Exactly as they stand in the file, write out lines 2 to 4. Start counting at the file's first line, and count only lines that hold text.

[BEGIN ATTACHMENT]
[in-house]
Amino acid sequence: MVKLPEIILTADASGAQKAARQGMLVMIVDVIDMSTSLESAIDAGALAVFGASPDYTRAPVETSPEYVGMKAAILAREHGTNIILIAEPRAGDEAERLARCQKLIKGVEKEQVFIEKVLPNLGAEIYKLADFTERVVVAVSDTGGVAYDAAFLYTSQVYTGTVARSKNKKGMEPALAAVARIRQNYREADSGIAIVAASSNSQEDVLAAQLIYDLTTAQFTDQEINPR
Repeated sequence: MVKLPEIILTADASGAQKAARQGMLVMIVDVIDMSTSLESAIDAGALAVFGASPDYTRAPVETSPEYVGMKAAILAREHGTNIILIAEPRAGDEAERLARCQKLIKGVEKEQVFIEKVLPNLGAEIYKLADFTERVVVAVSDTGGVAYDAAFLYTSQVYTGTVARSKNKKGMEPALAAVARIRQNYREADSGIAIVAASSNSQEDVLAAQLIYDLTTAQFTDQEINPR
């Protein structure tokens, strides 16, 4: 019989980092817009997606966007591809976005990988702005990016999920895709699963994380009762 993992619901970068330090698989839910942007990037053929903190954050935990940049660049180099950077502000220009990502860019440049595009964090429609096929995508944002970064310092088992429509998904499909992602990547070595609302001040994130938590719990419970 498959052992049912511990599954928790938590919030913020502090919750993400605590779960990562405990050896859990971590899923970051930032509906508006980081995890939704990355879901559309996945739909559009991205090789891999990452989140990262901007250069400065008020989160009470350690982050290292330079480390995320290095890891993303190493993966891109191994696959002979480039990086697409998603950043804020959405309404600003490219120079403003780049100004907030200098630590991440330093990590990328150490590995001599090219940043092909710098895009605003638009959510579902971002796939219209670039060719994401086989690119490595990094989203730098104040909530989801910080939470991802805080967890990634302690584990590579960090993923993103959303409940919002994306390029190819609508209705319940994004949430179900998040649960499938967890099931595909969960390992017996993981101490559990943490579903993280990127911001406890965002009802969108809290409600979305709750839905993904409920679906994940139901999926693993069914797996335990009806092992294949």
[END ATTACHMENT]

Amino acid sequence: MVKLPEIILTADASGAQKAARQGMLVMIVDVIDMSTSLESAIDAGALAVFGASPDYTRAPVETSPEYVGMKAAILAREHGTNIILIAEPRAGDEAERLARCQKLIKGVEKEQVFIEKVLPNLGAEIYKLADFTERVVVAVSDTGGVAYDAAFLYTSQVYTGTVARSKNKKGMEPALAAVARIRQNYREADSGIAIVAASSNSQEDVLAAQLIYDLTTAQFTDQEINPR
Repeated sequence: MVKLPEIILTADASGAQKAARQGMLVMIVDVIDMSTSLESAIDAGALAVFGASPDYTRAPVETSPEYVGMKAAILAREHGTNIILIAEPRAGDEAERLARCQKLIKGVEKEQVFIEKVLPNLGAEIYKLADFTERVVVAVSDTGGVAYDAAFLYTSQVYTGTVARSKNKKGMEPALAAVARIRQNYREADSGIAIVAASSNSQEDVLAAQLIYDLTTAQFTDQEINPR
């Protein structure tokens, strides 16, 4: 019989980092817009997606966007591809976005990988702005990016999920895709699963994380009762 993992619901970068330090698989839910942007990037053929903190954050935990940049660049180099950077502000220009990502860019440049595009964090429609096929995508944002970064310092088992429509998904499909992602990547070595609302001040994130938590719990419970 498959052992049912511990599954928790938590919030913020502090919750993400605590779960990562405990050896859990971590899923970051930032509906508006980081995890939704990355879901559309996945739909559009991205090789891999990452989140990262901007250069400065008020989160009470350690982050290292330079480390995320290095890891993303190493993966891109191994696959002979480039990086697409998603950043804020959405309404600003490219120079403003780049100004907030200098630590991440330093990590990328150490590995001599090219940043092909710098895009605003638009959510579902971002796939219209670039060719994401086989690119490595990094989203730098104040909530989801910080939470991802805080967890990634302690584990590579960090993923993103959303409940919002994306390029190819609508209705319940994004949430179900998040649960499938967890099931595909969960390992017996993981101490559990943490579903993280990127911001406890965002009802969108809290409600979305709750839905993904409920679906994940139901999926693993069914797996335990009806092992294949």